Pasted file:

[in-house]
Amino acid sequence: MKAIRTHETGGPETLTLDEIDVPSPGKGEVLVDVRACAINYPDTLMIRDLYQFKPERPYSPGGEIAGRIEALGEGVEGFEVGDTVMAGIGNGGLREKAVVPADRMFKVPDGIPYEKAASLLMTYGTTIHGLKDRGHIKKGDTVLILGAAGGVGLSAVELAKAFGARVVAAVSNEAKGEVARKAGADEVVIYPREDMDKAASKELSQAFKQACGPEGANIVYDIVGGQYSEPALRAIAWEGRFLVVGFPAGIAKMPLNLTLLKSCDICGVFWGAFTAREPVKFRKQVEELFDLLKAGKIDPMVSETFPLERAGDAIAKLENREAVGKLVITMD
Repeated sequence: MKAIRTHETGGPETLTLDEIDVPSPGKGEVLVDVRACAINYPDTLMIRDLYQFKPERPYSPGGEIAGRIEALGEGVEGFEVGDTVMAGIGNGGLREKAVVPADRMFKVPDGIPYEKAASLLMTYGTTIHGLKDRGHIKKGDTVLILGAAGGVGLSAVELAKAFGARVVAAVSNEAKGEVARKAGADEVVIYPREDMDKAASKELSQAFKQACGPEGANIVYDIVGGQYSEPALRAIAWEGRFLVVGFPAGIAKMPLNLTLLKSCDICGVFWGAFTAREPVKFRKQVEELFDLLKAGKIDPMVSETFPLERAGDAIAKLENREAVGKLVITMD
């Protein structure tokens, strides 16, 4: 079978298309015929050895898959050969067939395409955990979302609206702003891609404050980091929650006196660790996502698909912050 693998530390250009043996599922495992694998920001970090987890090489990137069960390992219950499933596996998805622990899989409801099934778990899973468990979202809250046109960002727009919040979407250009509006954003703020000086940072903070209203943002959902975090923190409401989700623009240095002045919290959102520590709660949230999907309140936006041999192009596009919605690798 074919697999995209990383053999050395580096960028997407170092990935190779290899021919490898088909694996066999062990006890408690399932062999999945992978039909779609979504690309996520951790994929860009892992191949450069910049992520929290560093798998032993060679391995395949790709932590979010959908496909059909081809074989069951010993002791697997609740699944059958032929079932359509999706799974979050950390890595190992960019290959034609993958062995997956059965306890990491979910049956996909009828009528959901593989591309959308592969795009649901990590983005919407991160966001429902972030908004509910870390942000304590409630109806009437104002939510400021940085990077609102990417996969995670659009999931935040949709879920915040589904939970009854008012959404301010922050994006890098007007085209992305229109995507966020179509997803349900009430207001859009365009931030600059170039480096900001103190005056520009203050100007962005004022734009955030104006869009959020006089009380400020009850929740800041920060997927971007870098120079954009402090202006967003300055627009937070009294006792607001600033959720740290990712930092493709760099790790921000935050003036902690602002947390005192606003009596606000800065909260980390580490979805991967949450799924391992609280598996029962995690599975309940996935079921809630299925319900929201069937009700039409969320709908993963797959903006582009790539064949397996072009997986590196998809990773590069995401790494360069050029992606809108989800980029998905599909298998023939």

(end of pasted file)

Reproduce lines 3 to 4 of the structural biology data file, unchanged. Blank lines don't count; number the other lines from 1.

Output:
Repeated sequence: MKAIRTHETGGPETLTLDEIDVPSPGKGEVLVDVRACAINYPDTLMIRDLYQFKPERPYSPGGEIAGRIEALGEGVEGFEVGDTVMAGIGNGGLREKAVVPADRMFKVPDGIPYEKAASLLMTYGTTIHGLKDRGHIKKGDTVLILGAAGGVGLSAVELAKAFGARVVAAVSNEAKGEVARKAGADEVVIYPREDMDKAASKELSQAFKQACGPEGANIVYDIVGGQYSEPALRAIAWEGRFLVVGFPAGIAKMPLNLTLLKSCDICGVFWGAFTAREPVKFRKQVEELFDLLKAGKIDPMVSETFPLERAGDAIAKLENREAVGKLVITMD
């Protein structure tokens, strides 16, 4: 079978298309015929050895898959050969067939395409955990979302609206702003891609404050980091929650006196660790996502698909912050 693998530390250009043996599922495992694998920001970090987890090489990137069960390992219950499933596996998805622990899989409801099934778990899973468990979202809250046109960002727009919040979407250009509006954003703020000086940072903070209203943002959902975090923190409401989700623009240095002045919290959102520590709660949230999907309140936006041999192009596009919605690798 074919697999995209990383053999050395580096960028997407170092990935190779290899021919490898088909694996066999062990006890408690399932062999999945992978039909779609979504690309996520951790994929860009892992191949450069910049992520929290560093798998032993060679391995395949790709932590979010959908496909059909081809074989069951010993002791697997609740699944059958032929079932359509999706799974979050950390890595190992960019290959034609993958062995997956059965306890990491979910049956996909009828009528959901593989591309959308592969795009649901990590983005919407991160966001429902972030908004509910870390942000304590409630109806009437104002939510400021940085990077609102990417996969995670659009999931935040949709879920915040589904939970009854008012959404301010922050994006890098007007085209992305229109995507966020179509997803349900009430207001859009365009931030600059170039480096900001103190005056520009203050100007962005004022734009955030104006869009959020006089009380400020009850929740800041920060997927971007870098120079954009402090202006967003300055627009937070009294006792607001600033959720740290990712930092493709760099790790921000935050003036902690602002947390005192606003009596606000800065909260980390580490979805991967949450799924391992609280598996029962995690599975309940996935079921809630299925319900929201069937009700039409969320709908993963797959903006582009790539064949397996072009997986590196998809990773590069995401790494360069050029992606809108989800980029998905599909298998023939």